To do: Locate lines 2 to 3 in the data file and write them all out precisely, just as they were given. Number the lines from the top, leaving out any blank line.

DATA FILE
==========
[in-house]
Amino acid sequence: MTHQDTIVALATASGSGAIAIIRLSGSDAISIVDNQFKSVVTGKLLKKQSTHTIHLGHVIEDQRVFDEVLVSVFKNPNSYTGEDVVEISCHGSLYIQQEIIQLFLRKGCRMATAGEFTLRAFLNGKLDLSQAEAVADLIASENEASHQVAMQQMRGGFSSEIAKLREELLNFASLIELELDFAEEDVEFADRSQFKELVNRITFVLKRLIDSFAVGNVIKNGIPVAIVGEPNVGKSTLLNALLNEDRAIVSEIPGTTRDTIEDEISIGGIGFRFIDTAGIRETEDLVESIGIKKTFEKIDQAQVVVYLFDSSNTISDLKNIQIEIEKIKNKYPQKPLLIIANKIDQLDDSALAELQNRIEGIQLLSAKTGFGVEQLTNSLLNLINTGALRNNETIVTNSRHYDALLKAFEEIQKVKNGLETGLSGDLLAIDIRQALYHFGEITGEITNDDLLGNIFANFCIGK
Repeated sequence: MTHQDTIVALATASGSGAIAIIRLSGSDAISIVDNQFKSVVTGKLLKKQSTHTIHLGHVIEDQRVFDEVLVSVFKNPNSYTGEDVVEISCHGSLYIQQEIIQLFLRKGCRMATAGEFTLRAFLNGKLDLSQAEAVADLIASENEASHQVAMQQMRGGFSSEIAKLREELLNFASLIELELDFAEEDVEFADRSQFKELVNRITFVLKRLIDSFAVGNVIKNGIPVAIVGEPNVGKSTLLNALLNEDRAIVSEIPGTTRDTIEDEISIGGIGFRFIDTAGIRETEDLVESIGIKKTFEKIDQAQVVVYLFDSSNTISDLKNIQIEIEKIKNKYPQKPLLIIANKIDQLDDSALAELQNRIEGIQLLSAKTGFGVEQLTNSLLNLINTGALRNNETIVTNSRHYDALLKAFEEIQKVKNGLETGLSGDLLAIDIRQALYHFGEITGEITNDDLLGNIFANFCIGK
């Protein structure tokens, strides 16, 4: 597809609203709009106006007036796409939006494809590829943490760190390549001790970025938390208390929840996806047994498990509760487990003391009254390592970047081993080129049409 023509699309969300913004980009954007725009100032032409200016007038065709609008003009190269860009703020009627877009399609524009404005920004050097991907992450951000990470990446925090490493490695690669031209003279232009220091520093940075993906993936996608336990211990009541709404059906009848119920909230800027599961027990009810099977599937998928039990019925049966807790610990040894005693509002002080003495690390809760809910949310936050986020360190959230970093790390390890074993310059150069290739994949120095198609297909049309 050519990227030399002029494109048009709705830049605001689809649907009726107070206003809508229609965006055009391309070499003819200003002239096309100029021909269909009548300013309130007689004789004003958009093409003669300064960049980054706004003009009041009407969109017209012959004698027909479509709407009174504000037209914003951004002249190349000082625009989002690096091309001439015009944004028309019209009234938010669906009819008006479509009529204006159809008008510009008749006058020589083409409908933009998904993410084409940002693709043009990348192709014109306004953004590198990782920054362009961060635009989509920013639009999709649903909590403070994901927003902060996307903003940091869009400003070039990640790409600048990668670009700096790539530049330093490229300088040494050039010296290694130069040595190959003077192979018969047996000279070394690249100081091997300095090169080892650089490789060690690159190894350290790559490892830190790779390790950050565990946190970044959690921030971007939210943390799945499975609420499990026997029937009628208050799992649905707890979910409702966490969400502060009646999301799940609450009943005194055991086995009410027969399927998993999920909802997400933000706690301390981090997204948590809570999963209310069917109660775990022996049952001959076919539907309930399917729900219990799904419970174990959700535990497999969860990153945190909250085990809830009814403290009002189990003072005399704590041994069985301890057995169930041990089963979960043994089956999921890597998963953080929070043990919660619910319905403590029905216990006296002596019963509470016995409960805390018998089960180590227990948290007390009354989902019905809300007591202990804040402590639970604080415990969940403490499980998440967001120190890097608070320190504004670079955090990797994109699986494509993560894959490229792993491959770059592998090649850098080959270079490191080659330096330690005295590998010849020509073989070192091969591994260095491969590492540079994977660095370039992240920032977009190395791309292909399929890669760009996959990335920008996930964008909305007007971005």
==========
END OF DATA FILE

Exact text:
Amino acid sequence: MTHQDTIVALATASGSGAIAIIRLSGSDAISIVDNQFKSVVTGKLLKKQSTHTIHLGHVIEDQRVFDEVLVSVFKNPNSYTGEDVVEISCHGSLYIQQEIIQLFLRKGCRMATAGEFTLRAFLNGKLDLSQAEAVADLIASENEASHQVAMQQMRGGFSSEIAKLREELLNFASLIELELDFAEEDVEFADRSQFKELVNRITFVLKRLIDSFAVGNVIKNGIPVAIVGEPNVGKSTLLNALLNEDRAIVSEIPGTTRDTIEDEISIGGIGFRFIDTAGIRETEDLVESIGIKKTFEKIDQAQVVVYLFDSSNTISDLKNIQIEIEKIKNKYPQKPLLIIANKIDQLDDSALAELQNRIEGIQLLSAKTGFGVEQLTNSLLNLINTGALRNNETIVTNSRHYDALLKAFEEIQKVKNGLETGLSGDLLAIDIRQALYHFGEITGEITNDDLLGNIFANFCIGK
Repeated sequence: MTHQDTIVALATASGSGAIAIIRLSGSDAISIVDNQFKSVVTGKLLKKQSTHTIHLGHVIEDQRVFDEVLVSVFKNPNSYTGEDVVEISCHGSLYIQQEIIQLFLRKGCRMATAGEFTLRAFLNGKLDLSQAEAVADLIASENEASHQVAMQQMRGGFSSEIAKLREELLNFASLIELELDFAEEDVEFADRSQFKELVNRITFVLKRLIDSFAVGNVIKNGIPVAIVGEPNVGKSTLLNALLNEDRAIVSEIPGTTRDTIEDEISIGGIGFRFIDTAGIRETEDLVESIGIKKTFEKIDQAQVVVYLFDSSNTISDLKNIQIEIEKIKNKYPQKPLLIIANKIDQLDDSALAELQNRIEGIQLLSAKTGFGVEQLTNSLLNLINTGALRNNETIVTNSRHYDALLKAFEEIQKVKNGLETGLSGDLLAIDIRQALYHFGEITGEITNDDLLGNIFANFCIGK